If you didn’t already know, the next Australian census is scheduled for August 9, 2016. This year, I managed to sneak-peek a few questions. Goes something like this:
Are you an Australian female?
Are you 21 years old?
Can you slay rhymes at the rate of an AK-47 and pimp out electro grime and synth pop with bass drops that make everyone in a 100 m radius soil themselves?
Howler loves Aussie music. Opening Maidza’s gig was Sydney-sider and hip hop producer Moonbase Commander. Moonbase Commander is the kind of cat I’d want to throw my next block party and invite three times as many randoms so that his massive beats don’t go to waste. Cool dude and a welcome addition to the Melbourne scene anytime.
Reppin’ Aussie music straight outta (r)Adelaide, Maidza’s sound is more than hip hop: it’s grime over electro dub blended with synth pop melodies, which makes her so damn unique. There’s something reassuring about watching the amiable and bubbly Maidza swerve across the stage while shouting ‘Money over bitches’. She goes with the vibe, with ad libs that would convince any punter she’s a veteran performer and making it look way too easy. Maidza is globetrotting on the back of a her Switch Tape EP, busting out hit singles like the dancy ‘U-Huh’, the poppy ‘Switch Lanes’, and the bassy ‘Finish Them’. Having seen her live a couple times, the intimacy of her gigs combined with her energetic personality makes it feel like you’re part of her rocketing music journey. Her sets are like she’s throwing a house party and we’re all her mates. And she’s yet to release her debut LP, so expect even bigger things from the young sassy MC. As Australia’s poster child for hip hop, Maidza represents the next-gen wave of young go-getters with enviable style that’s forging a much-needed new path in modern music. Basically, if you’re not already listening to Tkay Maidza, you should be.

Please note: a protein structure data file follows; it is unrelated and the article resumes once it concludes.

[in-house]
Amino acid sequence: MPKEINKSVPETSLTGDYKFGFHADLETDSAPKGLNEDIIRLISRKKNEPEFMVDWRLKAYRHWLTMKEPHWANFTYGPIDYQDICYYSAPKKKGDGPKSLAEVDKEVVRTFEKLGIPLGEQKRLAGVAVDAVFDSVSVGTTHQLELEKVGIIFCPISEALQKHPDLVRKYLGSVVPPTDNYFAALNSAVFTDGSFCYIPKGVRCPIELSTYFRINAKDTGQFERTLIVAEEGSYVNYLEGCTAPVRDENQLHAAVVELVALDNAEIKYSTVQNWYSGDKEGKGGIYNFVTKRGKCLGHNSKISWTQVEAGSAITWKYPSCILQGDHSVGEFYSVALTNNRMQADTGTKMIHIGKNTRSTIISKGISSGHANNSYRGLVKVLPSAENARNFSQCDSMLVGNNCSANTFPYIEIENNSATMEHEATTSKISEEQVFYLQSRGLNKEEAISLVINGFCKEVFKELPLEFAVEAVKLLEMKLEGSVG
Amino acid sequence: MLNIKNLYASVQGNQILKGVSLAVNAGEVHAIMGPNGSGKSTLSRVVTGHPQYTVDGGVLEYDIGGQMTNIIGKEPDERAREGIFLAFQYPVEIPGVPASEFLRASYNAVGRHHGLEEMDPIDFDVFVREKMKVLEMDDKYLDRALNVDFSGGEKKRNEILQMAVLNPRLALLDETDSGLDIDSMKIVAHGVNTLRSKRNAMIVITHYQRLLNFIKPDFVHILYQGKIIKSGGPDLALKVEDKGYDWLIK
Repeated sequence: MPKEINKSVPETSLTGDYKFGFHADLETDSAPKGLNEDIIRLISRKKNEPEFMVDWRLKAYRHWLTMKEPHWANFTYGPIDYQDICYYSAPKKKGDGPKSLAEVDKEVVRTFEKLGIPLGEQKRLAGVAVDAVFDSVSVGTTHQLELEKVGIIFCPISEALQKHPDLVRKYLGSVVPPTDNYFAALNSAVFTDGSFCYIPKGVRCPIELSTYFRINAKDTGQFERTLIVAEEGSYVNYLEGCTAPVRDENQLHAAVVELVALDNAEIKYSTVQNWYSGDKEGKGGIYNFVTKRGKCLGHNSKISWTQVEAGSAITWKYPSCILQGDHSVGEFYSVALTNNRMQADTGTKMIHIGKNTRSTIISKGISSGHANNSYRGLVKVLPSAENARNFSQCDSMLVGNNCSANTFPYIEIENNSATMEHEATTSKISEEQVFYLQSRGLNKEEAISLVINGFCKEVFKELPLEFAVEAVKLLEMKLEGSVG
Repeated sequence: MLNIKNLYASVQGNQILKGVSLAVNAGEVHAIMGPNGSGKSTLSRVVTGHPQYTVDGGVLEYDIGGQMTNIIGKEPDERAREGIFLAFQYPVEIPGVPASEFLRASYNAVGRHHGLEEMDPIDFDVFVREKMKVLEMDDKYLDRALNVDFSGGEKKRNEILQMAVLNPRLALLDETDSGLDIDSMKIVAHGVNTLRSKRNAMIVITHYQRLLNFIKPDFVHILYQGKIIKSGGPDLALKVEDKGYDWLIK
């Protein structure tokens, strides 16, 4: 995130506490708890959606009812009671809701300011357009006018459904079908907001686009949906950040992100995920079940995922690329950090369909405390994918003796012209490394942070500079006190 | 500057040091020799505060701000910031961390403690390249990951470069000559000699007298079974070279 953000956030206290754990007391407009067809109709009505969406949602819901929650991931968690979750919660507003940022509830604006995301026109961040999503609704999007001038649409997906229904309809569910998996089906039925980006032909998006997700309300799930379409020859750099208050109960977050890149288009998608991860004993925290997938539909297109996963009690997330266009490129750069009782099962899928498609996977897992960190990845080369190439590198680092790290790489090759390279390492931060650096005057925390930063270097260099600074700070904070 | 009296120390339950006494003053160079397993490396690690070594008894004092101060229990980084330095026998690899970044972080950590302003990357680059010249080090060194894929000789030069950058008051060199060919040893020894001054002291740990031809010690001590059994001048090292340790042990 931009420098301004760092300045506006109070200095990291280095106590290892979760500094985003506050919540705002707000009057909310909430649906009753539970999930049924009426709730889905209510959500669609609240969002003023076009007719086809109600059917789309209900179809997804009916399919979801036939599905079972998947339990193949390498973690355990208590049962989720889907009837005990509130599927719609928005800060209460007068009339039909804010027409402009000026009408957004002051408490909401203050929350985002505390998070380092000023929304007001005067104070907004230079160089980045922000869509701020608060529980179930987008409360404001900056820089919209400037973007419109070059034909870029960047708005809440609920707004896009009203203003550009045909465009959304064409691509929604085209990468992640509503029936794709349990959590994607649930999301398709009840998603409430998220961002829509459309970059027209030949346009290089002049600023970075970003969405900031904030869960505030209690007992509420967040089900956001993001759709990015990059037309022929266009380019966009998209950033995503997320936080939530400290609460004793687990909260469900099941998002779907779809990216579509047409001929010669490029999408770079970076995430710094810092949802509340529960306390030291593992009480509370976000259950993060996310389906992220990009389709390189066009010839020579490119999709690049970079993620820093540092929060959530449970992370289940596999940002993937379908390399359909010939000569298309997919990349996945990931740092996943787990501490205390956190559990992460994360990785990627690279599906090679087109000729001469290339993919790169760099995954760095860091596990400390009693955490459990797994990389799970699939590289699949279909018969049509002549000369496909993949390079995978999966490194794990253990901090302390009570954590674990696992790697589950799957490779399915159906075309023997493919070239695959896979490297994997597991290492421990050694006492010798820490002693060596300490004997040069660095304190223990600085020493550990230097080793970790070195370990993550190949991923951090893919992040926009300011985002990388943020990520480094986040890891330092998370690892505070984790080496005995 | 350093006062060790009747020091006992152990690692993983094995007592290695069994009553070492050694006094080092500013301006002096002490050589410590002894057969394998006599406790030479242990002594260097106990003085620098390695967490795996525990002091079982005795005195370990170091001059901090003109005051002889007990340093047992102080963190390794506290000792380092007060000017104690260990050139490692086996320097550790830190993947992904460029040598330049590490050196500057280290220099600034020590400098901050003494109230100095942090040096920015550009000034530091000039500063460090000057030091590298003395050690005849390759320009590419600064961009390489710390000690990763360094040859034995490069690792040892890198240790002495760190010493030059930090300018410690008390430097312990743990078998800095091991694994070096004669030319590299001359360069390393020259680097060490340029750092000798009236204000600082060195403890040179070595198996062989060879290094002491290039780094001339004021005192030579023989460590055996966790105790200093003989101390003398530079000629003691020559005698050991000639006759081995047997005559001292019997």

Ate: Gritty hip hop.
– Matt M.
Matt M. is a mad scientist by day and beer connoisseur by night. When he’s not devouring a new set of craft beers you will find him in a dankly lit room plotting his approach at the next alcohol-related festival.